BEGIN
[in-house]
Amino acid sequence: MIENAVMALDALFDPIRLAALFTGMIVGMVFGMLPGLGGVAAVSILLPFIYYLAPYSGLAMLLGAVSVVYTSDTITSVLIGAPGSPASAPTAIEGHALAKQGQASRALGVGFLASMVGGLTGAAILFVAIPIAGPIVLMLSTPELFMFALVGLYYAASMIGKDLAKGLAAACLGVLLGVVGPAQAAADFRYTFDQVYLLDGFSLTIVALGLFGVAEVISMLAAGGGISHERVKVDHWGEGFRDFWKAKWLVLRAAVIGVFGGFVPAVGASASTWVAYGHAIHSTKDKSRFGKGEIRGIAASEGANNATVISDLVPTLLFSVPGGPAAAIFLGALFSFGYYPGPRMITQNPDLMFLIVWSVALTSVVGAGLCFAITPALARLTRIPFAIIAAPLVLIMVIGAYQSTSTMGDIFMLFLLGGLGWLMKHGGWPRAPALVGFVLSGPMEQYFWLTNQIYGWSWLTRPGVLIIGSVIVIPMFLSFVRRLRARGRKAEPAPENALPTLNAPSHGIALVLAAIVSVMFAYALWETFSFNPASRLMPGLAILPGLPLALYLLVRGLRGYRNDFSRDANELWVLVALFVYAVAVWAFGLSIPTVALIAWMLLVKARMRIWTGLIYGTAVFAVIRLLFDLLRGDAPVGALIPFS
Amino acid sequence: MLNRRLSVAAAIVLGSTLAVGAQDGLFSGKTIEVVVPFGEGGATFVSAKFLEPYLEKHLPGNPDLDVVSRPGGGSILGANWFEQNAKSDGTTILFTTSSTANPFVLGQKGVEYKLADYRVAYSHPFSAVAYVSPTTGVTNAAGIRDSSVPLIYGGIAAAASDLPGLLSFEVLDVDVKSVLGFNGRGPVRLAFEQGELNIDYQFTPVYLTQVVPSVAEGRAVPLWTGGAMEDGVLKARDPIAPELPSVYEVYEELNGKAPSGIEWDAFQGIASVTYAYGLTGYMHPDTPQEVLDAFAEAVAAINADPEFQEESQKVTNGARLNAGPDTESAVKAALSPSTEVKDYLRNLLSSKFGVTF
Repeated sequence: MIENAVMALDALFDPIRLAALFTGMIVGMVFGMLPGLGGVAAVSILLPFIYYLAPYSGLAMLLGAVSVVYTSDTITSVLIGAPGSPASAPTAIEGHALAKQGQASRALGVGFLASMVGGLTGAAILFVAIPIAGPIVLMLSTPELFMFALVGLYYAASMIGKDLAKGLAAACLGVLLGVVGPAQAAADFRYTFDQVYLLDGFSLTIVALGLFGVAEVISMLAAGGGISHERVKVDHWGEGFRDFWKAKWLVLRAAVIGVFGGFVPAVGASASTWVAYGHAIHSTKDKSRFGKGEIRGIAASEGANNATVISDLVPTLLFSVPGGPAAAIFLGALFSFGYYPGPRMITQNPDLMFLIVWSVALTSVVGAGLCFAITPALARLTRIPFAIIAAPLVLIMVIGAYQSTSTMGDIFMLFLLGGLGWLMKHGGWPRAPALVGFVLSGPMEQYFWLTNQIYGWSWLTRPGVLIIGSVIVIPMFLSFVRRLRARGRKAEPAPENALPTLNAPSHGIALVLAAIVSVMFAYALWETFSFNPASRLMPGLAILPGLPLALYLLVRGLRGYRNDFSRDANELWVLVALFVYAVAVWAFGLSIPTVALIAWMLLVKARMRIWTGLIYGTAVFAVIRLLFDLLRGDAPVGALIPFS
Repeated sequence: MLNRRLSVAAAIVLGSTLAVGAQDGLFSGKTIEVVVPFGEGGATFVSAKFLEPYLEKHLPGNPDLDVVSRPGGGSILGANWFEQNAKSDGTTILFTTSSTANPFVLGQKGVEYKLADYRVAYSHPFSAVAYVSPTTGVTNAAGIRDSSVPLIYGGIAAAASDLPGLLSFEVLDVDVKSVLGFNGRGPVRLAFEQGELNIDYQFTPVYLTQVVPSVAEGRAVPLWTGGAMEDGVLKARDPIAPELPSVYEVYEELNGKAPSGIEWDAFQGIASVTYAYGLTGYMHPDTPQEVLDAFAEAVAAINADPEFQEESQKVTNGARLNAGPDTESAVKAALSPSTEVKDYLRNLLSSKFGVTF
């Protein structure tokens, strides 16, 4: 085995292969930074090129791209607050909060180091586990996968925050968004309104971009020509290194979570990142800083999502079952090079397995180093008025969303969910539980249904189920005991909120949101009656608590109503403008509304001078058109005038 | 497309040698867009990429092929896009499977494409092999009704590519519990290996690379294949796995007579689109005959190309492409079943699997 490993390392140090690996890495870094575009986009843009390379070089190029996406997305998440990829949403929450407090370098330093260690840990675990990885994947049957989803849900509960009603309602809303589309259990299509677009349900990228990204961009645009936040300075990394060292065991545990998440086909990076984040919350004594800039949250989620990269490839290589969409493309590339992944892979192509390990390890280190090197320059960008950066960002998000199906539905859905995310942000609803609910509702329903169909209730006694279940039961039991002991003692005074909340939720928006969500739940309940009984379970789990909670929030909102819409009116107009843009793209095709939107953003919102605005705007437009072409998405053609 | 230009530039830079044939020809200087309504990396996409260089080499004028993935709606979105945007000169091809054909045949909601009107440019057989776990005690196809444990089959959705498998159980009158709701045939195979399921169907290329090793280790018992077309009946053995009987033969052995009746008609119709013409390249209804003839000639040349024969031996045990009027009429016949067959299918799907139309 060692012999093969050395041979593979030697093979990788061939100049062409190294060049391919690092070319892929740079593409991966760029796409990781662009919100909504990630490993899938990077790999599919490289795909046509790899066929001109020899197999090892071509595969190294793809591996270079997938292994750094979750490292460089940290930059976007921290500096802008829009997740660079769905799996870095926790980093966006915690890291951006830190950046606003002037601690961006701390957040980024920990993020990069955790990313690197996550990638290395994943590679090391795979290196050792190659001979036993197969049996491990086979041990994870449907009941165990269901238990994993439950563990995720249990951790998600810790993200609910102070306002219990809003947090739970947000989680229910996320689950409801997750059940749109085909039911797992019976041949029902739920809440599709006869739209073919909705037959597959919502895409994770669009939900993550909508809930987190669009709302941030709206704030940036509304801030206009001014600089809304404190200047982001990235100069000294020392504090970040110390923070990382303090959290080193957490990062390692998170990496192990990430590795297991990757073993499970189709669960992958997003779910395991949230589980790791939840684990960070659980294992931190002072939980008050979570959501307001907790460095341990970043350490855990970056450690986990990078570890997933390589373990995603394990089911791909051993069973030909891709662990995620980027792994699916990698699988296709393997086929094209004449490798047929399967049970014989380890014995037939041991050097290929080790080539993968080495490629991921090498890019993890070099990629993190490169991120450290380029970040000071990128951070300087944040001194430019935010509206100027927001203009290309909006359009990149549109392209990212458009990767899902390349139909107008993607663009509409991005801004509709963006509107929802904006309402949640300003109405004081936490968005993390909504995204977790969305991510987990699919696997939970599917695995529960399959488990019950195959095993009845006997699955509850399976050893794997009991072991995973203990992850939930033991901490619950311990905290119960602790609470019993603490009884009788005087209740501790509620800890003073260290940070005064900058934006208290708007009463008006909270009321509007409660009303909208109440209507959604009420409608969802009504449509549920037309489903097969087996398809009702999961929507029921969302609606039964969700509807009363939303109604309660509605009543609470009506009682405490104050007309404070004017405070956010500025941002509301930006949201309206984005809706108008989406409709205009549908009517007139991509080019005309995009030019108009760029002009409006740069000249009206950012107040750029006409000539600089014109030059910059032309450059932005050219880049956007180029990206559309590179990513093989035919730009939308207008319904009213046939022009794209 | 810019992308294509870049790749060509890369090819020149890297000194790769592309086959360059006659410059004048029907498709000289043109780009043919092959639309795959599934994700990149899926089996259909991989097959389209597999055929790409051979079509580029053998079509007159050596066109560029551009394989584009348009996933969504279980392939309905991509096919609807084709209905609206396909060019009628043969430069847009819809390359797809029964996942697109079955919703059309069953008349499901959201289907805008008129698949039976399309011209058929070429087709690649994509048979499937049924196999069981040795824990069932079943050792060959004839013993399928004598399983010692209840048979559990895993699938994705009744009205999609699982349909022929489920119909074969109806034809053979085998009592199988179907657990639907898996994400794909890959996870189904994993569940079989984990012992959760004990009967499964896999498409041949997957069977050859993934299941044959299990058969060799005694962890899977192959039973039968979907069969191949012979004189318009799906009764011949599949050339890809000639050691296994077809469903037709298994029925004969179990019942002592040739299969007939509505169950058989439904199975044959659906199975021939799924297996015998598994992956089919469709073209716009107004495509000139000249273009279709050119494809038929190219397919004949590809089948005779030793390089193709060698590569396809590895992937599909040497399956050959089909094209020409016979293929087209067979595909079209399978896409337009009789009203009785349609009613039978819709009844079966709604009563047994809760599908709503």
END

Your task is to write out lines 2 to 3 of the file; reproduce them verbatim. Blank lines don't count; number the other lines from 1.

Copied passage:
Amino acid sequence: MIENAVMALDALFDPIRLAALFTGMIVGMVFGMLPGLGGVAAVSILLPFIYYLAPYSGLAMLLGAVSVVYTSDTITSVLIGAPGSPASAPTAIEGHALAKQGQASRALGVGFLASMVGGLTGAAILFVAIPIAGPIVLMLSTPELFMFALVGLYYAASMIGKDLAKGLAAACLGVLLGVVGPAQAAADFRYTFDQVYLLDGFSLTIVALGLFGVAEVISMLAAGGGISHERVKVDHWGEGFRDFWKAKWLVLRAAVIGVFGGFVPAVGASASTWVAYGHAIHSTKDKSRFGKGEIRGIAASEGANNATVISDLVPTLLFSVPGGPAAAIFLGALFSFGYYPGPRMITQNPDLMFLIVWSVALTSVVGAGLCFAITPALARLTRIPFAIIAAPLVLIMVIGAYQSTSTMGDIFMLFLLGGLGWLMKHGGWPRAPALVGFVLSGPMEQYFWLTNQIYGWSWLTRPGVLIIGSVIVIPMFLSFVRRLRARGRKAEPAPENALPTLNAPSHGIALVLAAIVSVMFAYALWETFSFNPASRLMPGLAILPGLPLALYLLVRGLRGYRNDFSRDANELWVLVALFVYAVAVWAFGLSIPTVALIAWMLLVKARMRIWTGLIYGTAVFAVIRLLFDLLRGDAPVGALIPFS
Amino acid sequence: MLNRRLSVAAAIVLGSTLAVGAQDGLFSGKTIEVVVPFGEGGATFVSAKFLEPYLEKHLPGNPDLDVVSRPGGGSILGANWFEQNAKSDGTTILFTTSSTANPFVLGQKGVEYKLADYRVAYSHPFSAVAYVSPTTGVTNAAGIRDSSVPLIYGGIAAAASDLPGLLSFEVLDVDVKSVLGFNGRGPVRLAFEQGELNIDYQFTPVYLTQVVPSVAEGRAVPLWTGGAMEDGVLKARDPIAPELPSVYEVYEELNGKAPSGIEWDAFQGIASVTYAYGLTGYMHPDTPQEVLDAFAEAVAAINADPEFQEESQKVTNGARLNAGPDTESAVKAALSPSTEVKDYLRNLLSSKFGVTF